The end result of this agreement is, Singapore became the business centre of the region and on small Indonesian and Malaysian islands took over the labour-based manufactures. So while the other countries doing the cheap work, Singapore managed to keep its head above the water and keep its position as a financial centre.
Disadvantage for development in Singapore
To summarise the fast economy growth is not really have a bad effect on the urban planning and development side of the country, in case of Singapore. This is possible because the government makes the right decisions and provide enough sources for developers.
In the very beginning of the independency, Singapore was facing serious housing problem, but as the PAP recognised the seriousness of the issue , they focused on to find a fast and efficient solution for it. And after a couple of years, the problem been solved and since then they haven’t faced any serious issues in this sector. (Dale, 2008)
To sum up, the relationship between economy and urban planning, in Singapore’s case is really simple. Because the economy is perfectly running, it can provide a safe financial base for urban planning and different types of developments. But it is not mean that everything in a safe hand. I would say that, because the government has a lot of power in its hand and it could be dangerous, although it’s look like they find the perfect balance between power and foreigner sources. Also, in the other hand, because Singapore’s wealth and economy growth mostly based on international trades, and investors, if this will end or reduced in a significant amount the country could end up in serious troubles, if they cannot find a fast and efficient solution.
So right now, life is blooming in Singapore and become one of the biggest leather cities in the world, but the question still remain, what if there will be a significant change in the economy and lost their resource power ?
- Hackworth, J (2007) The Neoliberal City. Ithaca: Cornell University Press. Chapter 1
- Menon, Sudha V. (2007): Governance, leadership and economic growth in Singapore, MPRA Paper, No. 4741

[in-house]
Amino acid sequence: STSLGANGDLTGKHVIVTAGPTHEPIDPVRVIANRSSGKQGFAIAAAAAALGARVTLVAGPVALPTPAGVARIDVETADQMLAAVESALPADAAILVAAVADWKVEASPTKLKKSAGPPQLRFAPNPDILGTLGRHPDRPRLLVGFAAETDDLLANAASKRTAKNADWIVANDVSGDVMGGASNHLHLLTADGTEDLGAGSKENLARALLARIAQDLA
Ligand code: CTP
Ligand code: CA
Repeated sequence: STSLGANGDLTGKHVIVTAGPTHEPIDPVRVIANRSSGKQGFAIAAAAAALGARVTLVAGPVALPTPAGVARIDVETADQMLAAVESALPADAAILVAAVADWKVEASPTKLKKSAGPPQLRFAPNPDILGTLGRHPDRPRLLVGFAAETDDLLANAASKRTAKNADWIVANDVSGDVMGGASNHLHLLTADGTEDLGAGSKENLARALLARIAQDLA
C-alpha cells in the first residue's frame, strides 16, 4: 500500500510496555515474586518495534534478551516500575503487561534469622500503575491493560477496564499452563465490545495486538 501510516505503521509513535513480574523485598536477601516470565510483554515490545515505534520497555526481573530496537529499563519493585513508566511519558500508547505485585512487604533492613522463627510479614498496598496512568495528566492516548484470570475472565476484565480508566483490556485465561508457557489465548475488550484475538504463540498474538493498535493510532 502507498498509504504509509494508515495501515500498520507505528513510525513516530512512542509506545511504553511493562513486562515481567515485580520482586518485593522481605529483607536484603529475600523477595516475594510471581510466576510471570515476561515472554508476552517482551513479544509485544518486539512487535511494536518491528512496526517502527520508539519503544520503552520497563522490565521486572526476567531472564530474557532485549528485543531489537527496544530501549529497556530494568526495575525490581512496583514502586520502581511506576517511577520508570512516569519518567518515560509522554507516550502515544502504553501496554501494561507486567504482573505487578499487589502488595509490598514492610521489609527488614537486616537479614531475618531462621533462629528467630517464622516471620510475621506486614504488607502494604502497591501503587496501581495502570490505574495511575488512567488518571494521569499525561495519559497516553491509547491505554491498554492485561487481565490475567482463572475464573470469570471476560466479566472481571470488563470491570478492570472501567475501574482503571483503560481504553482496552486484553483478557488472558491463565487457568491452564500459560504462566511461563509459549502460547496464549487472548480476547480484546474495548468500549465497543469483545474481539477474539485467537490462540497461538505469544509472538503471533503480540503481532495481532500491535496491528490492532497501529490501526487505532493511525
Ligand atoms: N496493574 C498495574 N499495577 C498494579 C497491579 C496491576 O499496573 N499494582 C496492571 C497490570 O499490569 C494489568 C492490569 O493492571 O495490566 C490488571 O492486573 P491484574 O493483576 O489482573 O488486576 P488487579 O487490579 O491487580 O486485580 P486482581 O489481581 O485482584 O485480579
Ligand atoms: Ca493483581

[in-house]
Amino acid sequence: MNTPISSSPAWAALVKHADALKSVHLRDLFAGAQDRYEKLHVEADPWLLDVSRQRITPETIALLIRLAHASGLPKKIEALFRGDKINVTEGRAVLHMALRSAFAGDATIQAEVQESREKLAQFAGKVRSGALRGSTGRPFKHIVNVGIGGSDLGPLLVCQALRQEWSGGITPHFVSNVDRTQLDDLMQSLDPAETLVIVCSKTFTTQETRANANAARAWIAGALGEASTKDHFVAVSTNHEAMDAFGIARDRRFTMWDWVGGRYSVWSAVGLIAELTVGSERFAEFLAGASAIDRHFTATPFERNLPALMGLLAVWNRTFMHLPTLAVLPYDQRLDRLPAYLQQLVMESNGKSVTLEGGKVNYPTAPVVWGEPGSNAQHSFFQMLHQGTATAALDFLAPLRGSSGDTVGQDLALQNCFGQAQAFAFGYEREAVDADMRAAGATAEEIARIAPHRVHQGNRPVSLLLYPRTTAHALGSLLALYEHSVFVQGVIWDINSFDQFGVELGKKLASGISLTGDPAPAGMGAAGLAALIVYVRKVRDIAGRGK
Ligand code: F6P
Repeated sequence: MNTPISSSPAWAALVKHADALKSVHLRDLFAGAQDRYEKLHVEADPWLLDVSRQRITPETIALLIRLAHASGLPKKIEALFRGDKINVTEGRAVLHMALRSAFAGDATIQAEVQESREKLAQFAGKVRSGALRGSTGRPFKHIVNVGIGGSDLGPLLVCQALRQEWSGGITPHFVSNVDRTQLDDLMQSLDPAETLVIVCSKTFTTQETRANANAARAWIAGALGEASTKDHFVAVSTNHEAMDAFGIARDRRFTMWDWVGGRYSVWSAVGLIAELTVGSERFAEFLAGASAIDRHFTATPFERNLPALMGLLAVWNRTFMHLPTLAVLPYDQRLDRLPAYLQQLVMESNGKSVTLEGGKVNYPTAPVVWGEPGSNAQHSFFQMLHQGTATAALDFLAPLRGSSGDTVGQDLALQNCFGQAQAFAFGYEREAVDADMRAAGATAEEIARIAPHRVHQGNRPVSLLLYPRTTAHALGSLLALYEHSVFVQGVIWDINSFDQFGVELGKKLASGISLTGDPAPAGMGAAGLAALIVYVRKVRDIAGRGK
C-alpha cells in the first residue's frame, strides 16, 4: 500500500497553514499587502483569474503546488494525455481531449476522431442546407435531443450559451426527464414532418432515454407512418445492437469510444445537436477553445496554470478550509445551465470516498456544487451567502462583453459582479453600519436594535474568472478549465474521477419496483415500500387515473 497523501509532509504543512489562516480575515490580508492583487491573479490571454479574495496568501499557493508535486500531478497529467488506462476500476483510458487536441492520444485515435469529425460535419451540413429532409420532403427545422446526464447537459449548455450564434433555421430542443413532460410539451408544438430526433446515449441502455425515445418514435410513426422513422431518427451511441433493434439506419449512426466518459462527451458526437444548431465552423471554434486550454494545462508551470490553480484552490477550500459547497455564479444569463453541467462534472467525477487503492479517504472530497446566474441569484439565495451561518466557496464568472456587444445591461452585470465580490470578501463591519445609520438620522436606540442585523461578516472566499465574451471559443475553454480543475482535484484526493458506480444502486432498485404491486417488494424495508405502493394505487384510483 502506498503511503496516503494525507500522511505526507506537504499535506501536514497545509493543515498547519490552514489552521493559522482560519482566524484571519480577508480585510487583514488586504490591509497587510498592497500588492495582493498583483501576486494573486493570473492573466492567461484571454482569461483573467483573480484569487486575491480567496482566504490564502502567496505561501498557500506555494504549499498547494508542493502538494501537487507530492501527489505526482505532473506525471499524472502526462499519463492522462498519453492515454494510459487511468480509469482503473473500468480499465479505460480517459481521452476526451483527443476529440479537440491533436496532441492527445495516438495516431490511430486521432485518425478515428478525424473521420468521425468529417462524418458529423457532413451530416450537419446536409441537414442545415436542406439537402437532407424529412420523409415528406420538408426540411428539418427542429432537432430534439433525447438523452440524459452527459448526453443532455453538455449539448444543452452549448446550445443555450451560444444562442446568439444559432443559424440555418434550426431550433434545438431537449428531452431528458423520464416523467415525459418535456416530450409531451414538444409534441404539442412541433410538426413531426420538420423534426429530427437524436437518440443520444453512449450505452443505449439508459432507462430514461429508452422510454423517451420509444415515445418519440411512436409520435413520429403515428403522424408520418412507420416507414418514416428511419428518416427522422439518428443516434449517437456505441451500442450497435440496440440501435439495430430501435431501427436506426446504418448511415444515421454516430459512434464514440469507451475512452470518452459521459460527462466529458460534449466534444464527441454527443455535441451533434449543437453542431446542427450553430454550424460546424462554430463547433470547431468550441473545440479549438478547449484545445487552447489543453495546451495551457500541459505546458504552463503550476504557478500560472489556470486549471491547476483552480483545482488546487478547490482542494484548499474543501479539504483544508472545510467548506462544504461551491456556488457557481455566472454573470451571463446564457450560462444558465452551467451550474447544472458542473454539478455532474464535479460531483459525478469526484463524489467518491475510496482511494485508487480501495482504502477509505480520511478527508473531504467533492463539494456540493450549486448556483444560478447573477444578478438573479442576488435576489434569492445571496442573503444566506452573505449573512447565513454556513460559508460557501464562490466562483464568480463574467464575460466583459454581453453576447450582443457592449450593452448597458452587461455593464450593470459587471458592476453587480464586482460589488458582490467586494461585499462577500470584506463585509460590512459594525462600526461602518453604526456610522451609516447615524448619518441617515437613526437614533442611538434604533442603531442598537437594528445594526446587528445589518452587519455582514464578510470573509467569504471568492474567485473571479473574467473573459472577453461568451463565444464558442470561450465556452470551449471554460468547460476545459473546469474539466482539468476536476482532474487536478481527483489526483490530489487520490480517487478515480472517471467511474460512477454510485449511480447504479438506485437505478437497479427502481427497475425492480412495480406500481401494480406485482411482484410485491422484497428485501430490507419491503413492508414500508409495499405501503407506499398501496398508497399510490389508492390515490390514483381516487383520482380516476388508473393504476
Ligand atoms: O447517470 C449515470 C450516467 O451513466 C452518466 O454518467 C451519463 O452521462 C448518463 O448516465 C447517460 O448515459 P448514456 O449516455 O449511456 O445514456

- Chua Beng Huat (2007) Political culturalism: representation and the People’s Action Party of Singapore. Democratization 14(5), 911–27.
- Beng Huat, Chua. (2011). Singapore as Model: Planning Innovations, Knowledge Experts. Worlding Cities: Asian Experiments and the Art of being Global. 27-54.
- Girardet Herbert (2001) Creating sustainable cities: the green books for the Schumacher Society, Devon
- Urban Redevelopment Authority, 1995, Urban Redevelopment Authority (1995) Changing the Face of Singapore through the URA Sale of Sites. Urban Redevelopment Authority, Singapore
- Urban Redevelopment Authority (1993) Master Plan Written Statement 1993, The Planning Act (Cap 232, Revised Ed. 1990). Urban Redevelopment Authority, Singapore
- Urban Redevelopment Authority (URA) (2001) Concept Plan 2001. Singapore
- Foo, A. F. (1992) Planning process: implementation, coordination and control in the city-state of Singapore. School of Architecture Journal, National University of Singapore, Singapore, pp. 103–118
- Koon, H.C. (1995) Urban land use planning in Singapore: towards a tropical city of excellence. In Environment and the City, ed. Ooi, G. L. The Institute of Policy Studies, Times Academic Press, pp. 109–128
- Dale, O.J.J., 2008. Sustainable city centre development: The Singapore city centre in the context of sustainable development. In Spatial Planning for a Sustainable Singapore. Springer Netherlands, pp. 31–57.